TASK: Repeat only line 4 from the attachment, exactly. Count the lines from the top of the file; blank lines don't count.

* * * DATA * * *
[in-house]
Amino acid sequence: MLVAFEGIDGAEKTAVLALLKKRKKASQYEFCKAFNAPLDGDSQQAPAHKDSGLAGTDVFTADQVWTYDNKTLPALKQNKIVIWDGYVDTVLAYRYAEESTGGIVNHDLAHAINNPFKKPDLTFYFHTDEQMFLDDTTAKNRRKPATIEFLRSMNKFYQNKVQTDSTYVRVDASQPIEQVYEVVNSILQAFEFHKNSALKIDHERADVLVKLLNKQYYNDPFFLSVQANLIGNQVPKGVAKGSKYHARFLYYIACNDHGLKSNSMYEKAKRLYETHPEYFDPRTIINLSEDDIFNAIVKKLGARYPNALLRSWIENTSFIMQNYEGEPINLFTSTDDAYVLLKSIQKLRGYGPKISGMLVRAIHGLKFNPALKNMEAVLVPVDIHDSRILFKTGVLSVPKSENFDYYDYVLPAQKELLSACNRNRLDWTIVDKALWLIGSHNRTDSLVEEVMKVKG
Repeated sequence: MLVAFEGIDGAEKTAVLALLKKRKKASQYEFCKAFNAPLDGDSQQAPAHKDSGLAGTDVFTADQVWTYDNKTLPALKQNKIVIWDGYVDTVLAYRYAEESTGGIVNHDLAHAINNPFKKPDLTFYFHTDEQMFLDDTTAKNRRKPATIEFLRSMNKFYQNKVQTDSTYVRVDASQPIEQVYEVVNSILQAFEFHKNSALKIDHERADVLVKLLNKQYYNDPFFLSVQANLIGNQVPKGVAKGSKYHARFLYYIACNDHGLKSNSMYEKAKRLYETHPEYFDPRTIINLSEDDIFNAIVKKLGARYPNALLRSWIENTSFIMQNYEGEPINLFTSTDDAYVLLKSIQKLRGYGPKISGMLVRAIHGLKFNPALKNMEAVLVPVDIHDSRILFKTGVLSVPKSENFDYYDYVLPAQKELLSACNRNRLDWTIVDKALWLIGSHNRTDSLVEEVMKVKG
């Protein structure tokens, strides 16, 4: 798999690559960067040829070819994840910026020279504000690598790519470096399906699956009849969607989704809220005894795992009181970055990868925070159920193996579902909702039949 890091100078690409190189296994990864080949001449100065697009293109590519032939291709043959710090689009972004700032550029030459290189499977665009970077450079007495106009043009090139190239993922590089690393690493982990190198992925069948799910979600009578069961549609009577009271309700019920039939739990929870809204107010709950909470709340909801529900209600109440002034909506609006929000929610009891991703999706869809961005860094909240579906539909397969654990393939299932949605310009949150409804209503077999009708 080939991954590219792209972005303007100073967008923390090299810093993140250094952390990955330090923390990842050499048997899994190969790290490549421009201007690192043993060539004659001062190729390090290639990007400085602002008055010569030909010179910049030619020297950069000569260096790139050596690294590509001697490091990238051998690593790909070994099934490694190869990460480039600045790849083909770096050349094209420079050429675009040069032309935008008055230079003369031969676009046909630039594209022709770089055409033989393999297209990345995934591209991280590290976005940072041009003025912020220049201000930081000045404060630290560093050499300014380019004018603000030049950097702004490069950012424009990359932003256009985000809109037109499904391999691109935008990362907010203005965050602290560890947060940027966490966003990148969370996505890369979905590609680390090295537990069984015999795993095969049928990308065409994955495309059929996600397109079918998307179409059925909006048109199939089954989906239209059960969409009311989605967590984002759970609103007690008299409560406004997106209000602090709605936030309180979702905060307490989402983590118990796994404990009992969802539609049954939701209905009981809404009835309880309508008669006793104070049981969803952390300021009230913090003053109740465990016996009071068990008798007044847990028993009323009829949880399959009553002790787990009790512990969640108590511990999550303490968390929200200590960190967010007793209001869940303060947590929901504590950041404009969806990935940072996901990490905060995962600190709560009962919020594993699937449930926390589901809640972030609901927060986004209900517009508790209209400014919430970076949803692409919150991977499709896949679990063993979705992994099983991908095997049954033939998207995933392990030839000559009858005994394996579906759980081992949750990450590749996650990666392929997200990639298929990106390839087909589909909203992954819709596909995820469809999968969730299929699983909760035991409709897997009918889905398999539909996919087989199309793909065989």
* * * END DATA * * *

């Protein structure tokens, strides 16, 4: 798999690559960067040829070819994840910026020279504000690598790519470096399906699956009849969607989704809220005894795992009181970055990868925070159920193996579902909702039949 890091100078690409190189296994990864080949001449100065697009293109590519032939291709043959710090689009972004700032550029030459290189499977665009970077450079007495106009043009090139190239993922590089690393690493982990190198992925069948799910979600009578069961549609009577009271309700019920039939739990929870809204107010709950909470709340909801529900209600109440002034909506609006929000929610009891991703999706869809961005860094909240579906539909397969654990393939299932949605310009949150409804209503077999009708 080939991954590219792209972005303007100073967008923390090299810093993140250094952390990955330090923390990842050499048997899994190969790290490549421009201007690192043993060539004659001062190729390090290639990007400085602002008055010569030909010179910049030619020297950069000569260096790139050596690294590509001697490091990238051998690593790909070994099934490694190869990460480039600045790849083909770096050349094209420079050429675009040069032309935008008055230079003369031969676009046909630039594209022709770089055409033989393999297209990345995934591209991280590290976005940072041009003025912020220049201000930081000045404060630290560093050499300014380019004018603000030049950097702004490069950012424009990359932003256009985000809109037109499904391999691109935008990362907010203005965050602290560890947060940027966490966003990148969370996505890369979905590609680390090295537990069984015999795993095969049928990308065409994955495309059929996600397109079918998307179409059925909006048109199939089954989906239209059960969409009311989605967590984002759970609103007690008299409560406004997106209000602090709605936030309180979702905060307490989402983590118990796994404990009992969802539609049954939701209905009981809404009835309880309508008669006793104070049981969803952390300021009230913090003053109740465990016996009071068990008798007044847990028993009323009829949880399959009553002790787990009790512990969640108590511990999550303490968390929200200590960190967010007793209001869940303060947590929901504590950041404009969806990935940072996901990490905060995962600190709560009962919020594993699937449930926390589901809640972030609901927060986004209900517009508790209209400014919430970076949803692409919150991977499709896949679990063993979705992994099983991908095997049954033939998207995933392990030839000559009858005994394996579906759980081992949750990450590749996650990666392929997200990639298929990106390839087909589909909203992954819709596909995820469809999968969730299929699983909760035991409709897997009918889905398999539909996919087989199309793909065989």